Enter the roller rocker arm. A roller tip was added to the nose of the rocker and everything changed. No longer was the geometric point of rotation at the contact area of the roller and the valve tip. It is now at the center of the roller axle and maintains that point throughout the whole lift range, which means the ratio stays constant as well. This is also why a roller rocker fulcrum (shaft) needs to be raised from the factory location, instead of lowered. This is entirely different than the “shoe” type rocker which, as previously mentioned, has its geometric point of rotation at the contact area of the valve stem and rocker. While many may think that the purpose of the roller tip is to reduce friction by rolling across the tip of the valve, it is not. Under spring pressure in a running engine, it has more of a tendency to skip across the tip of the valve than to roll. It, like a roller lifter, is meant to create a constant, unchanging point of rotation through its range of motion. One only need think about the way a flat tappet follows the cam lobe to see that it does not contact the lobe at the same point on the tappet face through the lift cycle. Like the shoe type rocker, the result is a scrubbing action across the face of the tappet which limits the velocity of the lobe to what the tappet diameter can handle. This is where the biggest advantage is to having the .904” lifter. Ever heard of a cam with 904 lobes? But hey, I thought we were talking about rocker arms.

Let’s talk about what happens as a rocker arm goes through its arc during the valve opening and closing events. Think of it in the same terms as the rotating assembly in the engine. Many are aware that piston speed is the highest when it is in the middle of its stroke in the bore. What some may not be aware of is that the crankpin (rod journal) is at a 90 degree angle to the cylinder bore. The geometric line is from the rotational center (main journal) to the center of the rod journal. As the piston approaches top dead center, TDC, it decelerates and comes to a brief, but complete stop before accelerating back to the middle of the stroke. The same deceleration occurs as the piston approaches bottom dead center, BDC, and the cycle starts all over again. Imagine that the piston speed is the highest at TDC and there is no deceleration or dwell time. This of course is not possible, because the crankshaft makes a full rotation and does not reverse direction. Regardless, if it was possible, the piston pin would be ripped out of the piston as it tries to change directions instantaneously. This is akin to what is happening to Mopar valvetrains every day. Much like the crankshaft acts upon the piston and connecting rod, the rocker arm acts upon the valve. Unfortunately, this scenario is possible in the valvetrain because the rocker arm does not make a full rotation, and instead reverses direction. If the perpendicular line is at or near full lift, the valve will have no time to decelerate and the spring will lose control of the valve. This is why having the highest velocity at the middle of the lift cycle is so important. The seat position should be thought of as being BDC, and the full lift position as TDC, with the highest velocity point in the middle. Think about how much additional stress the valvetrain parts are exposed to if this setup isn’t right, and how many broken parts you have seen or heard about over the years. It’s a sobering thought, isn’t it?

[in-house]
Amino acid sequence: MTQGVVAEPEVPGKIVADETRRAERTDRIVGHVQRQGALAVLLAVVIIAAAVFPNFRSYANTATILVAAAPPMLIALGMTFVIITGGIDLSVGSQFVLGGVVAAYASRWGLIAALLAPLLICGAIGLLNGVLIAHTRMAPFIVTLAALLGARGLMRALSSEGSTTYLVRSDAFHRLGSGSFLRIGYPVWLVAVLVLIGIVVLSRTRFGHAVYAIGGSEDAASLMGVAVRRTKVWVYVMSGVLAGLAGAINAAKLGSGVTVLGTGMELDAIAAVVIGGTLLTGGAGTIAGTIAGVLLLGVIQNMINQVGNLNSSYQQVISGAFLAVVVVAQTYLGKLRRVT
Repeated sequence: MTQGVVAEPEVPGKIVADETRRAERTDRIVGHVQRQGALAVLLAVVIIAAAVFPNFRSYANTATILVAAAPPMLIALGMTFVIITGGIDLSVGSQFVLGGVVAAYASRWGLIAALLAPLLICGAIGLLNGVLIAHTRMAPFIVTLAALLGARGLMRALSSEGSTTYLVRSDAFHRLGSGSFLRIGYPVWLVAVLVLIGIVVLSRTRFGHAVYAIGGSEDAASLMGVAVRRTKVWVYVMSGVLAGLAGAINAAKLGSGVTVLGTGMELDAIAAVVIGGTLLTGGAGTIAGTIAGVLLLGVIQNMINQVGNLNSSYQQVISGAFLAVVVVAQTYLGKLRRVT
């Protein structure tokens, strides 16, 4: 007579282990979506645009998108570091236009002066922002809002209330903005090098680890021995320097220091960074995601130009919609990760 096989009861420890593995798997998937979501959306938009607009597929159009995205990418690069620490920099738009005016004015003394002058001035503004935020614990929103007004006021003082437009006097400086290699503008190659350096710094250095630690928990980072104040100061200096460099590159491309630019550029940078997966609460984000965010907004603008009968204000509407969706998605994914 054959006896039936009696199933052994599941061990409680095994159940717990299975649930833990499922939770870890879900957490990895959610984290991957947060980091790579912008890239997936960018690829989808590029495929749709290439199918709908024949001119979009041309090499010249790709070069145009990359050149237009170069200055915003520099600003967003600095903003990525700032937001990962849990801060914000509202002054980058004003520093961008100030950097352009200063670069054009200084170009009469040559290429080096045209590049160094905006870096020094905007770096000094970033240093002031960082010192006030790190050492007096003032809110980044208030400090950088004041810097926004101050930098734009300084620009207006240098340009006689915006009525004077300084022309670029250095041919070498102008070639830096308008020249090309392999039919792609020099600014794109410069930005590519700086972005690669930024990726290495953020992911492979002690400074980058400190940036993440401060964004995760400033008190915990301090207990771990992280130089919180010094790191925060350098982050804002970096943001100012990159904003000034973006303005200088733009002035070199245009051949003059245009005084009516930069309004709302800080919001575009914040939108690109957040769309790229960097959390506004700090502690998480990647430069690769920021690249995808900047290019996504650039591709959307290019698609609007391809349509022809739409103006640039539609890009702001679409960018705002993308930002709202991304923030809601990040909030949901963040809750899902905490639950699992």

Simple logic would tell you it is foolish to use the 2/3 lift method because the valve has no ability to decelerate completely as it approaches full lift and therefore, will require more spring pressure to control the valve than necessary. Ever heard of a Mopar needing more spring pressure? Yeah, I thought you did, but we will get into spring pressures in another segment.

There is still more information that has not been covered, but I am going to let this soak in a while. Stay tuned for Part 3 of our geometry tech series where I will get into the performance losses from incorrect geometry. Until then, Enjoy!